Showing posts with label Torino juggler. Show all posts
Showing posts with label Torino juggler. Show all posts

Sunday, March 19, 2023

Torino in Australia 1914......

 Background information for this article came from this excellent recount of Torino's career.

In July 1914 Melbourne Punch wrote that a London newspaper had ranked the top five jugglers in the world. Cinquevalli was number one, followed by Salerno, Kara, Torino and Hern. Shortly afterwards, number one, Cinquevalli, and number four, Torino, visited Australia.

It was Torino’s first visit to Australia. His real name was William Campbell and he was born in Scotland in 1879. His family moved to the United States when he was young, and it was there that he and his brother George began their juggling careers. In 1914 he told an Australian newspaper that as a child he often practised with his mother’s silverware, and that he spent some of his early career as a club juggler and Indian ball puncher.

After some years working in both the American and English vaudeville circuits as William Campbell, he made a dramatic announcement to the theatrical press in 1911. William Campbell had passed away and Torino was replacing him. Thus it was Mr Torino whose name appeared on the passenger list to Australia in 1914, finally arriving in Adelaide in September that year.

Australia was at war, and Cinquevalli, the world’s number one juggler, was performing around the country.

Torino 1928- from the newspapers

The timing was strange. Torino’s contract was with the Tivoli circuit, the same circuit that employed Cinquevalli. Unlike Cinquevalli, whose wage was 100 pounds a week, Torino earned 40. The two jugglers toured the same theatres in Sydney, Melbourne and Adelaide, sometimes within days of each other. Cinquevalli got the headlines, the pictorials and the page long reviews, Torino, who was described as ‘Cinquevalli’s rival’ at least once, got passing mentions. ( a rough comparison of their travels)

Torino’s act was different from that of Cinquevalli. It was called ‘a Japanese Fete’ and had, as the name implied, a Japanese theme.

The curtains opened to the juggler lying in a hammock underneath an umbrella from which hung several lanterns.  He juggled tennis racquets with balls, threw a penholder so that it nestled behind his ear and concluded by making a coin ‘waltz’ around the top of the umbrella. According to an Adelaide reviewer ‘ He seems to have a knack of making everything look remarkably easy and graceful.’

Torino spent about two weeks in Adelaide and received good reviews. By September 28 he was performing in Melbourne. On September 30, Cinquevalli arrived in Adelaide.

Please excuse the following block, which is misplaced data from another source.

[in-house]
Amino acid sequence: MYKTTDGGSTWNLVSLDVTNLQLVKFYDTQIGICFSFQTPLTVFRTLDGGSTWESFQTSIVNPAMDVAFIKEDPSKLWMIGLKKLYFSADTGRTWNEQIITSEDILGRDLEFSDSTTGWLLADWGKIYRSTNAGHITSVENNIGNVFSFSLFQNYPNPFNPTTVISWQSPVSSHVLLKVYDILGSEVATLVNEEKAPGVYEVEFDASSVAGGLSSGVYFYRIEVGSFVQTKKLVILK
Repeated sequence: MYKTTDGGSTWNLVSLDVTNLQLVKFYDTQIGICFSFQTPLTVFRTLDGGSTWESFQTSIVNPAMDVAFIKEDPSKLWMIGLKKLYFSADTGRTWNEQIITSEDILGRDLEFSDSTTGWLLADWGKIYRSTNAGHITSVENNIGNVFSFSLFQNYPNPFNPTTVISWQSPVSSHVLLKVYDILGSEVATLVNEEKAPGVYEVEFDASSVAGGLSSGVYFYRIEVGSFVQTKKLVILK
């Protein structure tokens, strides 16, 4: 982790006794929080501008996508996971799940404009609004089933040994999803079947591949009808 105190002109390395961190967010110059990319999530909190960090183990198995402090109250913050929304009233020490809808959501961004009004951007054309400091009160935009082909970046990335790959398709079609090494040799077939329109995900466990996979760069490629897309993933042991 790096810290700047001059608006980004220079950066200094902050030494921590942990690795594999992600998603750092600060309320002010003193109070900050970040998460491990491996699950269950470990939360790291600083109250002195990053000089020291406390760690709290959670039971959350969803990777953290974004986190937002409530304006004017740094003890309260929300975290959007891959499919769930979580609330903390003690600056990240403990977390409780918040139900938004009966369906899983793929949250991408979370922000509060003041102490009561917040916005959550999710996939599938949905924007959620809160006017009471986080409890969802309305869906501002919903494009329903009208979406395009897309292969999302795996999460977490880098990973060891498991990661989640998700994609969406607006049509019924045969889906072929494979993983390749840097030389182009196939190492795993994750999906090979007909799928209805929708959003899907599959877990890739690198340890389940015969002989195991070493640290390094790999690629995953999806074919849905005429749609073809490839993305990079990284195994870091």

In Melbourne Torino made water remain fast in an upturned glass and was praised for his ‘picturesque’ Japanese setting whilst his assistant was described as ‘humorous’.

Meanwhile in Adelaide, a local paper, The Critic, published a full page pictorial on Cinquevalli ‘at home’ and included an interview with the master juggler.

I was not until Torino reached Sydney, later in October, that the press noticed him, and it was in small paragraphs rather than in full length articles. Cinquevalli was performing in Melbourne at the time and promoting his final ever retirement performances.

In Sydney, Torino introduced the flying cue stick to his act. In this trick he triggered a small cannon by foot which propelled a cue stick high in the air. He then caught it on his forehead. The Sydney newspapers also reported Torino’s experiences in battle. Apparently he was on a cycling tour when the United States and Cuba went to war. He joined a regiment and was commended for his service. Unfortunately for the US military, the pull of vaudeville was too strong for the juggler to become a professional soldier.

There was one published comparison between Cinquevalli and Torino. It was an odd comment, Cinquevalli, according to the Brisbane Worker was ‘old school’ because he wore gymnast’s tights in his act, Torino, in contrast, belonged to ‘the ultra modern school’, presumably because he did not wear tights.

Torino finished his 1914 tour in Sydney around November 11. On November 16 Cinquevalli performed his final show. He kissed his cannonball goodbye and left Australia the next day.

Torino left Australia in early December from Sydney. So if the two jugglers met it was probably between Torino’s last show in Sydney on November 11 and Cinquevalli’s last show in Melbourne, on November 16. Did Torino attend this performance? What juggler would miss the opportunity to see Cinquevalli’s last show?  Particularly as both artists worked for the same employer, and the train journey between Sydney and Melbourne was not too arduous.

Torino returned to Australia in 1928 when he regularly mentioned his relationship with Cinquevalli who died in 1918.  The extent of that friendship and when and where they met, was never clarified.

 I'll be writing about Torino's 1928 tour in my next post.